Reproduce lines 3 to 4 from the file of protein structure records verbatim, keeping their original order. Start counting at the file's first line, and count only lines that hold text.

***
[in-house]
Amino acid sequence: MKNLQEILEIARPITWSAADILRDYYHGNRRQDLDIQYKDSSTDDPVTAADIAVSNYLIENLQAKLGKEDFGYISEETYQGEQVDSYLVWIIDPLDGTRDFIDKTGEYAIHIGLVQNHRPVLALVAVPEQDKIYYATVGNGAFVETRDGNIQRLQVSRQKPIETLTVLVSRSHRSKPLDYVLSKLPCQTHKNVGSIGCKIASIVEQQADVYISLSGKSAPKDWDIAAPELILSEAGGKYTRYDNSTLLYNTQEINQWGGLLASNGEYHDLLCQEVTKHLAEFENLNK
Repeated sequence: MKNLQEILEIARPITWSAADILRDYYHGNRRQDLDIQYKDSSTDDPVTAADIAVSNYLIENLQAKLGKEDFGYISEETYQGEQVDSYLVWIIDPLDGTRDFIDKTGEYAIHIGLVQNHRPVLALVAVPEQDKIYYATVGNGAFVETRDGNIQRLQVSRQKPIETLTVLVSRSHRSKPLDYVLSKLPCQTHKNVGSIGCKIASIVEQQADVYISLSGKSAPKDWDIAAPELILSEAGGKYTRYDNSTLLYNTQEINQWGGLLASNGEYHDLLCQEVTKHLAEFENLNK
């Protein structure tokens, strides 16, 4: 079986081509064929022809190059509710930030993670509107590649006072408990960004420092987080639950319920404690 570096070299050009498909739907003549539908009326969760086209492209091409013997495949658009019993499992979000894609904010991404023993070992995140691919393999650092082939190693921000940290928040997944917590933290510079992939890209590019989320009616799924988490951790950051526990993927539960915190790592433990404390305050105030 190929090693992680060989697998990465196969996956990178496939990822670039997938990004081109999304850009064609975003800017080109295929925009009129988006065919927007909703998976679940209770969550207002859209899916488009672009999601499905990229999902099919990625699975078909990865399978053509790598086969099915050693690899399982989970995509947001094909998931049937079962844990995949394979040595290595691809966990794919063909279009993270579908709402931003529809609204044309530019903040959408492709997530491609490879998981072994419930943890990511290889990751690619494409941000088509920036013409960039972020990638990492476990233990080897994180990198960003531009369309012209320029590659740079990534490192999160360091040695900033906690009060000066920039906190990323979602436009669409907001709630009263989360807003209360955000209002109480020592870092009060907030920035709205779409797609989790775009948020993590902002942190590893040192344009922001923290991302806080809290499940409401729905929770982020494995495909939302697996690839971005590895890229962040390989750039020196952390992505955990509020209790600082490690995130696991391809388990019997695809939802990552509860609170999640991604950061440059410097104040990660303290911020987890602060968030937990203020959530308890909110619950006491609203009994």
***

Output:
Repeated sequence: MKNLQEILEIARPITWSAADILRDYYHGNRRQDLDIQYKDSSTDDPVTAADIAVSNYLIENLQAKLGKEDFGYISEETYQGEQVDSYLVWIIDPLDGTRDFIDKTGEYAIHIGLVQNHRPVLALVAVPEQDKIYYATVGNGAFVETRDGNIQRLQVSRQKPIETLTVLVSRSHRSKPLDYVLSKLPCQTHKNVGSIGCKIASIVEQQADVYISLSGKSAPKDWDIAAPELILSEAGGKYTRYDNSTLLYNTQEINQWGGLLASNGEYHDLLCQEVTKHLAEFENLNK
């Protein structure tokens, strides 16, 4: 079986081509064929022809190059509710930030993670509107590649006072408990960004420092987080639950319920404690 570096070299050009498909739907003549539908009326969760086209492209091409013997495949658009019993499992979000894609904010991404023993070992995140691919393999650092082939190693921000940290928040997944917590933290510079992939890209590019989320009616799924988490951790950051526990993927539960915190790592433990404390305050105030 190929090693992680060989697998990465196969996956990178496939990822670039997938990004081109999304850009064609975003800017080109295929925009009129988006065919927007909703998976679940209770969550207002859209899916488009672009999601499905990229999902099919990625699975078909990865399978053509790598086969099915050693690899399982989970995509947001094909998931049937079962844990995949394979040595290595691809966990794919063909279009993270579908709402931003529809609204044309530019903040959408492709997530491609490879998981072994419930943890990511290889990751690619494409941000088509920036013409960039972020990638990492476990233990080897994180990198960003531009369309012209320029590659740079990534490192999160360091040695900033906690009060000066920039906190990323979602436009669409907001709630009263989360807003209360955000209002109480020592870092009060907030920035709205779409797609989790775009948020993590902002942190590893040192344009922001923290991302806080809290499940409401729905929770982020494995495909939302697996690839971005590895890229962040390989750039020196952390992505955990509020209790600082490690995130696991391809388990019997695809939802990552509860609170999640991604950061440059410097104040990660303290911020987890602060968030937990203020959530308890909110619950006491609203009994």